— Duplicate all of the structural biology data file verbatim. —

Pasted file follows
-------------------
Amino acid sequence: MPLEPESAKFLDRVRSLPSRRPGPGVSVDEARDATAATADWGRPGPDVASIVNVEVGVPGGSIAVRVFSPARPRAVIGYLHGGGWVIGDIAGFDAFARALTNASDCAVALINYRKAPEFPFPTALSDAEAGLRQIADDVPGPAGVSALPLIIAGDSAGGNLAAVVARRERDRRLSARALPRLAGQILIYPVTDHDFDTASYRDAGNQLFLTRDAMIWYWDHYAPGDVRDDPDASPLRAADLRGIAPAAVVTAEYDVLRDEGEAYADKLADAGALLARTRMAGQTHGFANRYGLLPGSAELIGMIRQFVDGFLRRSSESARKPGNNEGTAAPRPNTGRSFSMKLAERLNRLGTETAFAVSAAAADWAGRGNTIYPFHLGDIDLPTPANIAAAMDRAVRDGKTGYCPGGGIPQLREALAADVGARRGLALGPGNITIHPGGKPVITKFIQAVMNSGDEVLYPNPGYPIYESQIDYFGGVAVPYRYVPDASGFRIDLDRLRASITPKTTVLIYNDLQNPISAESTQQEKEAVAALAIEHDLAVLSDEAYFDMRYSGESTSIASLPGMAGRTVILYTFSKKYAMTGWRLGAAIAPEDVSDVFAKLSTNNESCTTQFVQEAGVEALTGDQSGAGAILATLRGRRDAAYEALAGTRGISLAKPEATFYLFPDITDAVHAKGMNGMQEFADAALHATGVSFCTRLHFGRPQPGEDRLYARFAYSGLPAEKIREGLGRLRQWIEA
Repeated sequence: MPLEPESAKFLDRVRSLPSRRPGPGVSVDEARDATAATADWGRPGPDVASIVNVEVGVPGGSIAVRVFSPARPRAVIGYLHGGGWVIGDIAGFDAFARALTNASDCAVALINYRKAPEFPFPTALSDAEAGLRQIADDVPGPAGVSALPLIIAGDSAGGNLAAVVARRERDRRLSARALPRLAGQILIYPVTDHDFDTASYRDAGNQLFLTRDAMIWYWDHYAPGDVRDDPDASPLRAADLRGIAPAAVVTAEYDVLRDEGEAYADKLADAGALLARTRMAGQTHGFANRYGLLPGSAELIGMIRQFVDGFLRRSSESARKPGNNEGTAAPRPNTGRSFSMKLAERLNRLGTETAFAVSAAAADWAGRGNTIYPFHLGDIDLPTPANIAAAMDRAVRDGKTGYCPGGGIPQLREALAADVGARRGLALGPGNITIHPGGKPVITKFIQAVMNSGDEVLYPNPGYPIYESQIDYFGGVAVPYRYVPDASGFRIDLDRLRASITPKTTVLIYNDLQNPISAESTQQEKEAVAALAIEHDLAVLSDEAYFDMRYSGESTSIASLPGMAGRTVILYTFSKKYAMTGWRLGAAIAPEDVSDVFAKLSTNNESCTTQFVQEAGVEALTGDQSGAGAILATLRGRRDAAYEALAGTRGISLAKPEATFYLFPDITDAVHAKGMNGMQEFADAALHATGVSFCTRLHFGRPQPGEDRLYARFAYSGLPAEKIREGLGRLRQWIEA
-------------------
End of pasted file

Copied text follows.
Amino acid sequence: MPLEPESAKFLDRVRSLPSRRPGPGVSVDEARDATAATADWGRPGPDVASIVNVEVGVPGGSIAVRVFSPARPRAVIGYLHGGGWVIGDIAGFDAFARALTNASDCAVALINYRKAPEFPFPTALSDAEAGLRQIADDVPGPAGVSALPLIIAGDSAGGNLAAVVARRERDRRLSARALPRLAGQILIYPVTDHDFDTASYRDAGNQLFLTRDAMIWYWDHYAPGDVRDDPDASPLRAADLRGIAPAAVVTAEYDVLRDEGEAYADKLADAGALLARTRMAGQTHGFANRYGLLPGSAELIGMIRQFVDGFLRRSSESARKPGNNEGTAAPRPNTGRSFSMKLAERLNRLGTETAFAVSAAAADWAGRGNTIYPFHLGDIDLPTPANIAAAMDRAVRDGKTGYCPGGGIPQLREALAADVGARRGLALGPGNITIHPGGKPVITKFIQAVMNSGDEVLYPNPGYPIYESQIDYFGGVAVPYRYVPDASGFRIDLDRLRASITPKTTVLIYNDLQNPISAESTQQEKEAVAALAIEHDLAVLSDEAYFDMRYSGESTSIASLPGMAGRTVILYTFSKKYAMTGWRLGAAIAPEDVSDVFAKLSTNNESCTTQFVQEAGVEALTGDQSGAGAILATLRGRRDAAYEALAGTRGISLAKPEATFYLFPDITDAVHAKGMNGMQEFADAALHATGVSFCTRLHFGRPQPGEDRLYARFAYSGLPAEKIREGLGRLRQWIEA
Repeated sequence: MPLEPESAKFLDRVRSLPSRRPGPGVSVDEARDATAATADWGRPGPDVASIVNVEVGVPGGSIAVRVFSPARPRAVIGYLHGGGWVIGDIAGFDAFARALTNASDCAVALINYRKAPEFPFPTALSDAEAGLRQIADDVPGPAGVSALPLIIAGDSAGGNLAAVVARRERDRRLSARALPRLAGQILIYPVTDHDFDTASYRDAGNQLFLTRDAMIWYWDHYAPGDVRDDPDASPLRAADLRGIAPAAVVTAEYDVLRDEGEAYADKLADAGALLARTRMAGQTHGFANRYGLLPGSAELIGMIRQFVDGFLRRSSESARKPGNNEGTAAPRPNTGRSFSMKLAERLNRLGTETAFAVSAAAADWAGRGNTIYPFHLGDIDLPTPANIAAAMDRAVRDGKTGYCPGGGIPQLREALAADVGARRGLALGPGNITIHPGGKPVITKFIQAVMNSGDEVLYPNPGYPIYESQIDYFGGVAVPYRYVPDASGFRIDLDRLRASITPKTTVLIYNDLQNPISAESTQQEKEAVAALAIEHDLAVLSDEAYFDMRYSGESTSIASLPGMAGRTVILYTFSKKYAMTGWRLGAAIAPEDVSDVFAKLSTNNESCTTQFVQEAGVEALTGDQSGAGAILATLRGRRDAAYEALAGTRGISLAKPEATFYLFPDITDAVHAKGMNGMQEFADAALHATGVSFCTRLHFGRPQPGEDRLYARFAYSGLPAEKIREGLGRLRQWIEA